## Use Tall Arrays on a Parallel Pool

If you have Parallel Computing Toolbox™, you can use tall arrays in your local MATLAB^{®} session, or on a local parallel pool. You can also run tall
array calculations on a cluster if you have MATLAB
Parallel Server™ installed. This example uses the workers in a local cluster on your
machine. You can develop code locally, and then scale up, to take advantage of the
capabilities offered by Parallel Computing Toolbox and MATLAB
Parallel Server without having to rewrite your algorithm. See also Big Data Workflow Using Tall Arrays and Datastores.

Create a datastore and convert it into a tall table.

ds = datastore('airlinesmall.csv'); varnames = {'ArrDelay', 'DepDelay'}; ds.SelectedVariableNames = varnames; ds.TreatAsMissing = 'NA';

If you have Parallel Computing Toolbox installed, when you use the `tall`

function, MATLAB automatically starts a parallel pool of workers, unless you turn off the
default parallel pool preference. The default cluster uses local workers on your
machine.

**Note**

If you want to turn off automatically opening a parallel pool, change your
parallel preferences. If you turn off the **Automatically create a parallel pool** option, then you must explicitly start a pool if you want the
`tall`

function to use it for
parallel processing. See Specify Your Parallel Preferences.

If you have Parallel Computing Toolbox, you can run the same code as the MATLAB tall table example and automatically execute it in parallel on the workers of your local machine.

Create a tall table `tt`

from the datastore.

tt = tall(ds)

Starting parallel pool (parpool) using the 'Processes' profile ... connected to 4 workers. tt = M×2 tall table ArrDelay DepDelay ________ ________ 8 12 8 1 21 20 13 12 4 -1 59 63 3 -2 11 -1 : : : :

The display indicates that the number of rows, `M`

, is not yet
known. `M`

is a placeholder until the calculation completes.

Extract the arrival delay `ArrDelay`

from the tall table. This action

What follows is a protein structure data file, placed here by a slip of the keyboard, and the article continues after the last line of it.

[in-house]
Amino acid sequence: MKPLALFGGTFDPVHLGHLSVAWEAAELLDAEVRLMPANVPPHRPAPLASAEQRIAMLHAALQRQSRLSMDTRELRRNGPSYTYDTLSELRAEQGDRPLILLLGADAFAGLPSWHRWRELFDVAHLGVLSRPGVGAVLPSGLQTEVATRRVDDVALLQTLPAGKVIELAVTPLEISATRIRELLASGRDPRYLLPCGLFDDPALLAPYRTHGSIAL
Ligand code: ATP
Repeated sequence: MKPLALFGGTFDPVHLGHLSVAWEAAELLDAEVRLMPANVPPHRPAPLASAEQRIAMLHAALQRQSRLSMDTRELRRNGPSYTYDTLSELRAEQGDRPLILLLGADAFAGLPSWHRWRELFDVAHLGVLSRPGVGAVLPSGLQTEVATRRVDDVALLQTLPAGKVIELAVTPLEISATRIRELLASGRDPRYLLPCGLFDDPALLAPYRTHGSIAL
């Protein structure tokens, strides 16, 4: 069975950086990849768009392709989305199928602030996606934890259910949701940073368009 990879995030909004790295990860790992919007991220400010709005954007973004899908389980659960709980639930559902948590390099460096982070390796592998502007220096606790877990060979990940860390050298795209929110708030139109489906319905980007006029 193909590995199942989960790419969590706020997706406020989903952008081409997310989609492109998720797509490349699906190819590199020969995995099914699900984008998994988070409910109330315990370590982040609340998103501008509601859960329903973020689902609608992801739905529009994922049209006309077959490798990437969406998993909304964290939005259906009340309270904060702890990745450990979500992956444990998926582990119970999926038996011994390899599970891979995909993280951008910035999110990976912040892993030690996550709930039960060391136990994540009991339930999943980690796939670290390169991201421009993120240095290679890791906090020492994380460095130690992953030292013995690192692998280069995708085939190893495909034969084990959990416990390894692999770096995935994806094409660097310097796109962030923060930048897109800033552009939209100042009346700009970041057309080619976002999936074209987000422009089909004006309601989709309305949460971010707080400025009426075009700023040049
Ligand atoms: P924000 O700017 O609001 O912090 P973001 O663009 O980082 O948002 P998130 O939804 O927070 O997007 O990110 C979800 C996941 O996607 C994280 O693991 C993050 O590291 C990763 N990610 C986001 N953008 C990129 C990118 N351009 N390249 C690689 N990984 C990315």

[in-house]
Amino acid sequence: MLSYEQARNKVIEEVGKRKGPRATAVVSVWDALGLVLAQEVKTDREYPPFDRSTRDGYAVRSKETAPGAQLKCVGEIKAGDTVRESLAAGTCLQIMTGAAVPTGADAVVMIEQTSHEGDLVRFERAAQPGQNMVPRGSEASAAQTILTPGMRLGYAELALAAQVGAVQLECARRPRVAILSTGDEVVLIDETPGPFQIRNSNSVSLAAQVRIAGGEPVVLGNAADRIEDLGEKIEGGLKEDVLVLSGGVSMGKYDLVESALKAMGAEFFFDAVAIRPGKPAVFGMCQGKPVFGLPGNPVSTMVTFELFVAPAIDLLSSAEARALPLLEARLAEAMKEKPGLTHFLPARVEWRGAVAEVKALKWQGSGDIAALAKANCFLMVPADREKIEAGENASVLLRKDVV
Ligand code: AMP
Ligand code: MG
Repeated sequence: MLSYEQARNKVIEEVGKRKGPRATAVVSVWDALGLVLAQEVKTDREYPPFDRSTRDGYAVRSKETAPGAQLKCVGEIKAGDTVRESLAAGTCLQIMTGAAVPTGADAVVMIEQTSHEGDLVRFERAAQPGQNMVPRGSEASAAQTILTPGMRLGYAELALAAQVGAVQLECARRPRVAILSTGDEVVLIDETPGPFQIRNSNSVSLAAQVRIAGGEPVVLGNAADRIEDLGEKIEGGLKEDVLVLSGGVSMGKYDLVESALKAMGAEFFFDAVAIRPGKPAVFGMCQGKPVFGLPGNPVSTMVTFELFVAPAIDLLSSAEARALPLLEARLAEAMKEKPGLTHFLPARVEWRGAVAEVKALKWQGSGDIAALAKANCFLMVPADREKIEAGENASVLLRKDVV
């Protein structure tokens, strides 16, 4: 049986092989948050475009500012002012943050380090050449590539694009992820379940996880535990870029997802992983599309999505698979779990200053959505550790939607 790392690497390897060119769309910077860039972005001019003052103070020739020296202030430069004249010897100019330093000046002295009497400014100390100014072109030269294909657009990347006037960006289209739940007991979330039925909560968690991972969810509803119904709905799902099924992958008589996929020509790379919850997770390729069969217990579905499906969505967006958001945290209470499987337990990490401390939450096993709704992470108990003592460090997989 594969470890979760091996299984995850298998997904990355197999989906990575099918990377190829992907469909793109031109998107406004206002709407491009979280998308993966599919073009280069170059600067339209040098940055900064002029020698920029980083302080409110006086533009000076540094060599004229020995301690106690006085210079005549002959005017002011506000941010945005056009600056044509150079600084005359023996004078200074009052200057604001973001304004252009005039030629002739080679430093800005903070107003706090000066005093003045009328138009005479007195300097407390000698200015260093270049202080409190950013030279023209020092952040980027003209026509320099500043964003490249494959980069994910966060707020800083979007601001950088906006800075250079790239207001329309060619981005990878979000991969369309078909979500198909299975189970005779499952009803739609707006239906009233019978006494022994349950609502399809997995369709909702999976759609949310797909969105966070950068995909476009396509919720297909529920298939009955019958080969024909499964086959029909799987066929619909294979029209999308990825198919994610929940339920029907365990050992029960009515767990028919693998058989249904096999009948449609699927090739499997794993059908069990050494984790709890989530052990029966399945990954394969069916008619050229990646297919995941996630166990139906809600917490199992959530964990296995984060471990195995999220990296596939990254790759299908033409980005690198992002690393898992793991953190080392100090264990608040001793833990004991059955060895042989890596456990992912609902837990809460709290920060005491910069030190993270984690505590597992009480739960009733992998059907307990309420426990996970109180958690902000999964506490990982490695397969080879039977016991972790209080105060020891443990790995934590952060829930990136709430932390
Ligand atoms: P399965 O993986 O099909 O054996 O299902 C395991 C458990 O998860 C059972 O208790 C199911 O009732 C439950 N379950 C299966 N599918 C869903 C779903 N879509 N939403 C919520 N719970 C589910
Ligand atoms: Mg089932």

creates a new tall array variable to use in subsequent calculations.

a = tt.ArrDelay;

You can specify a series of operations on your tall array, which are not executed
until you call `gather`

. Doing so enables you to batch up commands that
might take a long time. For example, calculate the mean and standard deviation of the
arrival delay. Use these values to construct the upper and lower thresholds for delays
that are within 1 standard deviation of the mean.

m = mean(a,'omitnan'); s = std(a,'omitnan'); one_sigma_bounds = [m-s m m+s];

Use `gather`

to calculate `one_sigma_bounds`

, and
bring the answer into memory.

sig1 = gather(one_sigma_bounds)

Evaluating tall expression using the Parallel Pool 'Processes': - Pass 1 of 1: Completed in 4.5 sec Evaluation completed in 6.3 sec sig1 = -23.4572 7.1201 37.6975

You can specify multiple inputs and outputs to `gather`

if you want
to evaluate several things at once. Doing so is faster than calling
`gather`

separately on each tall array. As an example, calculate
the minimum and maximum arrival delay.

[max_delay, min_delay] = gather(max(a),min(a))

max_delay = 1014 min_delay = -64

If you want to develop in serial and not use local workers or your specified cluster, enter the following command.

mapreducer(0);

`mapreducer`

to change the execution environment after creating a
tall array, then the tall array is invalid and you must recreate it. To use local
workers or your specified cluster again, enter the following
command.mapreducer(gcp);

**Note**

One of the benefits of developing algorithms with tall arrays is that you only
need to write the code once. You can develop your code locally, and then use
`mapreducer`

to scale up to a
cluster, without needing to rewrite your algorithm. For an example, see Use Tall Arrays on a Spark Cluster.

## See Also

`gather`

| `tall`

| `datastore`

| `table`

| `mapreducer`

| `parpool`

## Related Examples

- Big Data Workflow Using Tall Arrays and Datastores
- Use Tall Arrays on a Spark Cluster
- Tall Arrays for Out-of-Memory Data